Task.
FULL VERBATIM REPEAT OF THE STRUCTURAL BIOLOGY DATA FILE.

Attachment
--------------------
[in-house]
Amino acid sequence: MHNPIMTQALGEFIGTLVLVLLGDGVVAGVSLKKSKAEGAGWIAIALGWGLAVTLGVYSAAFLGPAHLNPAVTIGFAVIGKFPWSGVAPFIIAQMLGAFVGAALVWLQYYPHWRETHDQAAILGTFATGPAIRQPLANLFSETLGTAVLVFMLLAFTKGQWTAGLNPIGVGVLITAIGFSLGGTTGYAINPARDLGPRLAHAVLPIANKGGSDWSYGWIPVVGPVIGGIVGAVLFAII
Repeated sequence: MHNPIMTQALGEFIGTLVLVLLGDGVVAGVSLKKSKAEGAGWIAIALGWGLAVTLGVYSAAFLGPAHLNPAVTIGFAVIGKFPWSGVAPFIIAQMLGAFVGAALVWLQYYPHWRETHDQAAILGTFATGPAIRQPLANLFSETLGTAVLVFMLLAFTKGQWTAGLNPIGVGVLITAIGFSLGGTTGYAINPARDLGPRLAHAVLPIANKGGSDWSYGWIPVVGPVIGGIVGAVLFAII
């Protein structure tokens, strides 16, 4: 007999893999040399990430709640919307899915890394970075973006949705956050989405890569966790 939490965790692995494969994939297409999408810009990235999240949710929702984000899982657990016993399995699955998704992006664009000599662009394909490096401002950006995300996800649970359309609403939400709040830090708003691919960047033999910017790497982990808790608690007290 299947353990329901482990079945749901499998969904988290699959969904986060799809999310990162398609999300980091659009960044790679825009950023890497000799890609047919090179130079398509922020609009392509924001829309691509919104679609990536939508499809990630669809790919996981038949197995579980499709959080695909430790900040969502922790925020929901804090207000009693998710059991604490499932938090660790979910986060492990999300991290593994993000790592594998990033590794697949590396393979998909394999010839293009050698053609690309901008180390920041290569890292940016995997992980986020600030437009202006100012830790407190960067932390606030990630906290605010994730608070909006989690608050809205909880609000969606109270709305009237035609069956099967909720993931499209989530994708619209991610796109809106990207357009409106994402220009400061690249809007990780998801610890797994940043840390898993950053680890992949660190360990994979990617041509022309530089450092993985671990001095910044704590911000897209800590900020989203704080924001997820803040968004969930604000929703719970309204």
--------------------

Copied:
[in-house]
Amino acid sequence: MHNPIMTQALGEFIGTLVLVLLGDGVVAGVSLKKSKAEGAGWIAIALGWGLAVTLGVYSAAFLGPAHLNPAVTIGFAVIGKFPWSGVAPFIIAQMLGAFVGAALVWLQYYPHWRETHDQAAILGTFATGPAIRQPLANLFSETLGTAVLVFMLLAFTKGQWTAGLNPIGVGVLITAIGFSLGGTTGYAINPARDLGPRLAHAVLPIANKGGSDWSYGWIPVVGPVIGGIVGAVLFAII
Repeated sequence: MHNPIMTQALGEFIGTLVLVLLGDGVVAGVSLKKSKAEGAGWIAIALGWGLAVTLGVYSAAFLGPAHLNPAVTIGFAVIGKFPWSGVAPFIIAQMLGAFVGAALVWLQYYPHWRETHDQAAILGTFATGPAIRQPLANLFSETLGTAVLVFMLLAFTKGQWTAGLNPIGVGVLITAIGFSLGGTTGYAINPARDLGPRLAHAVLPIANKGGSDWSYGWIPVVGPVIGGIVGAVLFAII
């Protein structure tokens, strides 16, 4: 007999893999040399990430709640919307899915890394970075973006949705956050989405890569966790 939490965790692995494969994939297409999408810009990235999240949710929702984000899982657990016993399995699955998704992006664009000599662009394909490096401002950006995300996800649970359309609403939400709040830090708003691919960047033999910017790497982990808790608690007290 299947353990329901482990079945749901499998969904988290699959969904986060799809999310990162398609999300980091659009960044790679825009950023890497000799890609047919090179130079398509922020609009392509924001829309691509919104679609990536939508499809990630669809790919996981038949197995579980499709959080695909430790900040969502922790925020929901804090207000009693998710059991604490499932938090660790979910986060492990999300991290593994993000790592594998990033590794697949590396393979998909394999010839293009050698053609690309901008180390920041290569890292940016995997992980986020600030437009202006100012830790407190960067932390606030990630906290605010994730608070909006989690608050809205909880609000969606109270709305009237035609069956099967909720993931499209989530994708619209991610796109809106990207357009409106994402220009400061690249809007990780998801610890797994940043840390898993950053680890992949660190360990994979990617041509022309530089450092993985671990001095910044704590911000897209800590900020989203704080924001997820803040968004969930604000929703719970309204």